Andy McSmith's Diary: Defenders of the vulnerable - salute the Commons’ dullest committee

 

In an obscure corner of the parliamentary process sits a committee called the Statutory Instruments Joint Committee.

I salute the MPs on it, because the job of reading through obscure regulations to check that they are procedurally correct might be about as exciting as a wet afternoon in Hitchin. There is no political or personal reward in this work, and yet these unsung heroes meet, deliberate and issue reports of resounding dullness, listing the statutory instruments they have examined and to which, in most cases, they have given the okay – most, but not all.

Buried near the bottom of their most recent report there is an excoriating assessment of a statutory instrument from the Justice Department, amending the regulations that allow debt collectors to enter homes and seize property. It concerns the question of whether vulnerable people should be protected from having their belongings seized.

The Ministry of Justice agrees that they should, but since there is no official definition of “vulnerable”, it proposed to rewrite its National Standards for Enforcement Agencies to make it obligatory for debt collectors to be trained to recognise vulnerability and to decide on the spot whether someone is vulnerable or not. In other words, someone mentally ill could have debt collectors turn up, decide they look okay and strip their home of movable belongings.

That will not do, says the Statutory Instruments Committee. To quote its exquisitely worded conclusion: “The committee accordingly reports the use of the undefined expression ‘vulnerable person’ as calling for elucidation incompletely provided in the department’s memorandum.”

Showing a little respect

Yesterday’s Commons session, which deliberated on whether to hold a referendum on membership of the European Union, was unlike any other Friday sitting in living memory. There was the impressive turnout, with 294 MPs plus the Speaker in their places at 9.30am.

And there was the strange silence of James Wharton, the Conservative MP for Stockton South, who tabled the private members’ Bill. The 29-year-old was at one point spotted having a whispered conversation with advisers, and had to be told that only ministers are allowed to do that.

The Labour MP Mike Gapes frivolously suggested that David Cameron could solve that problem by giving the youngster a job. Apart from that, there was not a squeak out of Mr Wharton all morning. He listened while the grown-ups talked.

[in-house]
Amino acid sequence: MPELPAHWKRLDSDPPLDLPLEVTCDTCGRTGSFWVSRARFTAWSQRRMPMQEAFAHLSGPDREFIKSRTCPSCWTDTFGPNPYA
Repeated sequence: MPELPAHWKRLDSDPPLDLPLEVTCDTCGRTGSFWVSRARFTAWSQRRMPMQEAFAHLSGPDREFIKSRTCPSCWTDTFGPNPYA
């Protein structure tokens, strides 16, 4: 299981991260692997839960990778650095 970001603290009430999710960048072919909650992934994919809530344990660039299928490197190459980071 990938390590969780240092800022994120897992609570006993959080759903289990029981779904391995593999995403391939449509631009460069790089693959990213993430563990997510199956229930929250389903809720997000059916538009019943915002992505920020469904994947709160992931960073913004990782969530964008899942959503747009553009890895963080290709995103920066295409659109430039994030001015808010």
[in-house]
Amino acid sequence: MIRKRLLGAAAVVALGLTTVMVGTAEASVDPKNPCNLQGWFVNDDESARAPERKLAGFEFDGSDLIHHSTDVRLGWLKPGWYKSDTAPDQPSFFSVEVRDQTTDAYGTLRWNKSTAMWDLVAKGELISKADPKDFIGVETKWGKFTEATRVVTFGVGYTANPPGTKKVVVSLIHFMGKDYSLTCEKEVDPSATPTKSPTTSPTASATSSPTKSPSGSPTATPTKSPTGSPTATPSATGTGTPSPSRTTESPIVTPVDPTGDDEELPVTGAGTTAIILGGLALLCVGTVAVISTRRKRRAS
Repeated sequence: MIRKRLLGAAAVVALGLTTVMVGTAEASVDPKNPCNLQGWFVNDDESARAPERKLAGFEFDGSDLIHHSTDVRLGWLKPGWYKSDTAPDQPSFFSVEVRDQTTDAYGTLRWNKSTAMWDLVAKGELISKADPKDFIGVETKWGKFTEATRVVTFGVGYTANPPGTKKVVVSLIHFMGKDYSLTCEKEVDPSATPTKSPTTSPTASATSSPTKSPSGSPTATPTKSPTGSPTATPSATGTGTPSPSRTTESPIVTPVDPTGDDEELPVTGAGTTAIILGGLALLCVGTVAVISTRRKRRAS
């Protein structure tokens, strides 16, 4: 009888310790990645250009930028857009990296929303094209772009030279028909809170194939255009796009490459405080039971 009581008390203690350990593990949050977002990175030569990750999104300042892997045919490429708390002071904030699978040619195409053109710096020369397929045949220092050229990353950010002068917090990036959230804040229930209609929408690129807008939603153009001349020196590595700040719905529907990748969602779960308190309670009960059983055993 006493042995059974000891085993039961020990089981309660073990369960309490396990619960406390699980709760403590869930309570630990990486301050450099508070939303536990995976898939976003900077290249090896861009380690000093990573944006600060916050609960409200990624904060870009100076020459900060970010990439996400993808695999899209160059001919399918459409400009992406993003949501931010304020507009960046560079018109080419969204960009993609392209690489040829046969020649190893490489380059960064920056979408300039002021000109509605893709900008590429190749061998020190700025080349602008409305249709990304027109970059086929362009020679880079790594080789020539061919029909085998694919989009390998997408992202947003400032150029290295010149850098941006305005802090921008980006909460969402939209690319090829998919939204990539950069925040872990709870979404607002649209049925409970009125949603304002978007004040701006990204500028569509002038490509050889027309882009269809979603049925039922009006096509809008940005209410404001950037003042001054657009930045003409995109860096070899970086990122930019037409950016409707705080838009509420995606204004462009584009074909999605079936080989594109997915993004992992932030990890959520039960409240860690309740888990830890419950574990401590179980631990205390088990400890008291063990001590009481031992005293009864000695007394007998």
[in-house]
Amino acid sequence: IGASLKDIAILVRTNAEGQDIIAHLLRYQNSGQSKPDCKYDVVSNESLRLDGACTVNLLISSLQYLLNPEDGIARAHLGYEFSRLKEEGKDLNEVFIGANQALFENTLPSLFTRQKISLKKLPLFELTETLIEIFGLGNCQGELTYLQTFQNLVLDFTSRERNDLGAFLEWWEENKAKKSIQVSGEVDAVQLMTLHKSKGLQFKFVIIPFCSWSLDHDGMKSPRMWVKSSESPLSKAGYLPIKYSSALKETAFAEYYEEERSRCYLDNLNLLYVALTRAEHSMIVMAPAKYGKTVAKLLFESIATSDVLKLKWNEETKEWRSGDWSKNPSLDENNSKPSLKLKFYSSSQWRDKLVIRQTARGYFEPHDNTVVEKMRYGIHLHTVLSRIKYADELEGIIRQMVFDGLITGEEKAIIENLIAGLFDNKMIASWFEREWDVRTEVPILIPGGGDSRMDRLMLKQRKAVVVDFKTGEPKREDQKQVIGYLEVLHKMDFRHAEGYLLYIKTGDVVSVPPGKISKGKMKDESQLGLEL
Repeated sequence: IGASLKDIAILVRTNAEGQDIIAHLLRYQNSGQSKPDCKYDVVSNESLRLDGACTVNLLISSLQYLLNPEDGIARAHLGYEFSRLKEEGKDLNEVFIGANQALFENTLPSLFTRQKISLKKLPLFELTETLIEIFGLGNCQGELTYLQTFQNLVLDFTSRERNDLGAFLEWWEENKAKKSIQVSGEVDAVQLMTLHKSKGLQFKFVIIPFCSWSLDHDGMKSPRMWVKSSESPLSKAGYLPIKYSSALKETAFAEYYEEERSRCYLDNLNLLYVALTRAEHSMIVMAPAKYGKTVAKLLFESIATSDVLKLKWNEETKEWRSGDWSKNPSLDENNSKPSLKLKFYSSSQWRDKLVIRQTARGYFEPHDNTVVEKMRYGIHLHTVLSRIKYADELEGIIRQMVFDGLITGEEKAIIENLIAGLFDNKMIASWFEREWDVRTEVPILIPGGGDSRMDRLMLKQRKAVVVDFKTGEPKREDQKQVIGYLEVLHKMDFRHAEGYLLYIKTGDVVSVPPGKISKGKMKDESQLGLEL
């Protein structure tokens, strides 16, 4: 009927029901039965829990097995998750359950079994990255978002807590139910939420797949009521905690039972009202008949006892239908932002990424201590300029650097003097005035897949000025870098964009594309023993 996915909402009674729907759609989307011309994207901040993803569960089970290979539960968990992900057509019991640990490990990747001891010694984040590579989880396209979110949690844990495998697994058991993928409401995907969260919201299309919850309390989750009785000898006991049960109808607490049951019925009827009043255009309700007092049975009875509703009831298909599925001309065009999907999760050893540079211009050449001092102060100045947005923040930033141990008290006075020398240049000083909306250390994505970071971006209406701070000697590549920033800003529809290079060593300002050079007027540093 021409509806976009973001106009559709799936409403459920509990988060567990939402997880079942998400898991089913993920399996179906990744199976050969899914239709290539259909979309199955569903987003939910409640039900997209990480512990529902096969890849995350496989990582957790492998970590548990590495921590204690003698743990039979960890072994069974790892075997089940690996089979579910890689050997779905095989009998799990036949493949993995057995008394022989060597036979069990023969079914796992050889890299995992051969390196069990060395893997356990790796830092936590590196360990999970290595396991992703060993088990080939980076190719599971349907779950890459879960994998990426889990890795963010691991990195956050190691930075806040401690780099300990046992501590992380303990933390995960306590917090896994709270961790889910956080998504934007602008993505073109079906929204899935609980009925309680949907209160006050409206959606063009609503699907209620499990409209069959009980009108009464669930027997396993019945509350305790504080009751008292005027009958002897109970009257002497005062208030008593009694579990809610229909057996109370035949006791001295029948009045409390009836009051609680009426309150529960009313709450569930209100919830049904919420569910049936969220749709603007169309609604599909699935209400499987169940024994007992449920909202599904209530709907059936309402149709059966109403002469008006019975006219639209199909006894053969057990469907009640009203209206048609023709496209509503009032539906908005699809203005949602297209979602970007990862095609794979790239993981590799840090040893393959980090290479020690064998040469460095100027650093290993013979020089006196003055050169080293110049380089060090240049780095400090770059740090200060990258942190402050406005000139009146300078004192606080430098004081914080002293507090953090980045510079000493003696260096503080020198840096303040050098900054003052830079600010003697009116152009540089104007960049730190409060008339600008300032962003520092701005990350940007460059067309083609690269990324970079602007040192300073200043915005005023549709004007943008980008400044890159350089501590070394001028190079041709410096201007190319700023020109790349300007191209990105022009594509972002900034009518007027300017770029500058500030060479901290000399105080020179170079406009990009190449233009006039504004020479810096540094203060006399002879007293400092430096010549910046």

Wizard of Westminster

Tories in Westminster are holding a £100 “touch of the Orient” dinner, to which guests have to turn up either in evening dress or in fancy dress with an eastern theme. The party chairman, Grant Shapps, will be their special guest. He could go as a Buddhist. He has, after all, been through at least one reincarnation, as the internet wizard Michael Green.

Labour’s air of civility

In the 1995 memoirs of John Cole, the former BBC political editor, there is a passage in which he notes that Gordon Brown had stood aside for his “friend” Tony Blair in 1994. “The leadership election which followed was conducted with a civility that has not always attended such events in the past,” it said. How good they were at keeping up appearances back then.

PROMOTED VIDEO
Have you tried new the Independent Digital Edition apps?
News
ebooksAn unforgettable anthology of contemporary reportage
News
Teeth should be brushed twice a day to prevent tooth decay
education
News
Bryan Cranston as Walter White, in the acclaimed series 'Breaking Bad'
news
Sport
footballChelsea 6 Maribor 0: Blues warm up for Premier League showdown with stroll in Champions League - but Mourinho is short of strikers
News
Those who were encouraged to walk in a happy manner remembered less negative words
science
Arts and Entertainment
Princess Olga in 'You Can't Get the Staff'
tvReview: The anachronistic aristocrats, it seemed, were just happy to have some attention
News
Renee Zellweger as Bridget Jones
i100
Life and Style
tech

Board creates magnetic field to achieve lift

News
There have been various incidents of social media users inadvertently flouting the law
news

Life and Style
Stack ‘em high?: quantity doesn’t always trump quality, as Friends of the Earth can testify
techThe proliferation of online petitions allows us to register our protests at the touch of a button. But do they change anything?